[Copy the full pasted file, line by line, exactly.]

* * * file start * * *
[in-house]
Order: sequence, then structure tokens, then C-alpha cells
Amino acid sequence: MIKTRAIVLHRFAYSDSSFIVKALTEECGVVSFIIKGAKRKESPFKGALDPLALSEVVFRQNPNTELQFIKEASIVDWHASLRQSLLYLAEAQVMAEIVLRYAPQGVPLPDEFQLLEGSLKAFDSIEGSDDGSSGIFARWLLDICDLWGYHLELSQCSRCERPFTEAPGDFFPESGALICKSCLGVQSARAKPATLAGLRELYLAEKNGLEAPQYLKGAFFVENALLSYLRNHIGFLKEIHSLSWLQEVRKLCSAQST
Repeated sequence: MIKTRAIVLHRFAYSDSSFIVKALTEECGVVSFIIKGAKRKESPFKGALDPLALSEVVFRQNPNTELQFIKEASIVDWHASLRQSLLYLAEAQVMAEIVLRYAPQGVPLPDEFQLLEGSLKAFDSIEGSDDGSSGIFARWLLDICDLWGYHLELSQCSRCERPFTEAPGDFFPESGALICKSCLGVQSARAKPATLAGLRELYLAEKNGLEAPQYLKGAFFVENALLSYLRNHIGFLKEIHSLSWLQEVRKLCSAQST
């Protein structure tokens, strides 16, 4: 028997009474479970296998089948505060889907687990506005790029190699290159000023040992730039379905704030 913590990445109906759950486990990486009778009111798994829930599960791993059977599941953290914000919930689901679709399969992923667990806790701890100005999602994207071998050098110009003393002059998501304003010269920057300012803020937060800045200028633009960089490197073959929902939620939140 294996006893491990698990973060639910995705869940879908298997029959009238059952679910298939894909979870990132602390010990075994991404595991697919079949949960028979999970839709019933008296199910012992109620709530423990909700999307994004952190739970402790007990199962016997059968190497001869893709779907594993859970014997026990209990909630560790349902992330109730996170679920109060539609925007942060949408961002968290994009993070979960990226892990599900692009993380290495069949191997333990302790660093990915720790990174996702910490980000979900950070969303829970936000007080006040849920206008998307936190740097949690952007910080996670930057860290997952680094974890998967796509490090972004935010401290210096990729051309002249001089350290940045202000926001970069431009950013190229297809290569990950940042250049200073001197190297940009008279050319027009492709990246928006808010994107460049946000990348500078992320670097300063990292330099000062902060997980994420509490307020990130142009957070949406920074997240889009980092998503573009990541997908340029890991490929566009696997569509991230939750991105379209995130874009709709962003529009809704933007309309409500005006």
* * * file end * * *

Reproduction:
[in-house]
Order: sequence, then structure tokens, then C-alpha cells
Amino acid sequence: MIKTRAIVLHRFAYSDSSFIVKALTEECGVVSFIIKGAKRKESPFKGALDPLALSEVVFRQNPNTELQFIKEASIVDWHASLRQSLLYLAEAQVMAEIVLRYAPQGVPLPDEFQLLEGSLKAFDSIEGSDDGSSGIFARWLLDICDLWGYHLELSQCSRCERPFTEAPGDFFPESGALICKSCLGVQSARAKPATLAGLRELYLAEKNGLEAPQYLKGAFFVENALLSYLRNHIGFLKEIHSLSWLQEVRKLCSAQST
Repeated sequence: MIKTRAIVLHRFAYSDSSFIVKALTEECGVVSFIIKGAKRKESPFKGALDPLALSEVVFRQNPNTELQFIKEASIVDWHASLRQSLLYLAEAQVMAEIVLRYAPQGVPLPDEFQLLEGSLKAFDSIEGSDDGSSGIFARWLLDICDLWGYHLELSQCSRCERPFTEAPGDFFPESGALICKSCLGVQSARAKPATLAGLRELYLAEKNGLEAPQYLKGAFFVENALLSYLRNHIGFLKEIHSLSWLQEVRKLCSAQST
């Protein structure tokens, strides 16, 4: 028997009474479970296998089948505060889907687990506005790029190699290159000023040992730039379905704030 913590990445109906759950486990990486009778009111798994829930599960791993059977599941953290914000919930689901679709399969992923667990806790701890100005999602994207071998050098110009003393002059998501304003010269920057300012803020937060800045200028633009960089490197073959929902939620939140 294996006893491990698990973060639910995705869940879908298997029959009238059952679910298939894909979870990132602390010990075994991404595991697919079949949960028979999970839709019933008296199910012992109620709530423990909700999307994004952190739970402790007990199962016997059968190497001869893709779907594993859970014997026990209990909630560790349902992330109730996170679920109060539609925007942060949408961002968290994009993070979960990226892990599900692009993380290495069949191997333990302790660093990915720790990174996702910490980000979900950070969303829970936000007080006040849920206008998307936190740097949690952007910080996670930057860290997952680094974890998967796509490090972004935010401290210096990729051309002249001089350290940045202000926001970069431009950013190229297809290569990950940042250049200073001197190297940009008279050319027009492709990246928006808010994107460049946000990348500078992320670097300063990292330099000062902060997980994420509490307020990130142009957070949406920074997240889009980092998503573009990541997908340029890991490929566009696997569509991230939750991105379209995130874009709709962003529009809704933007309309409500005006």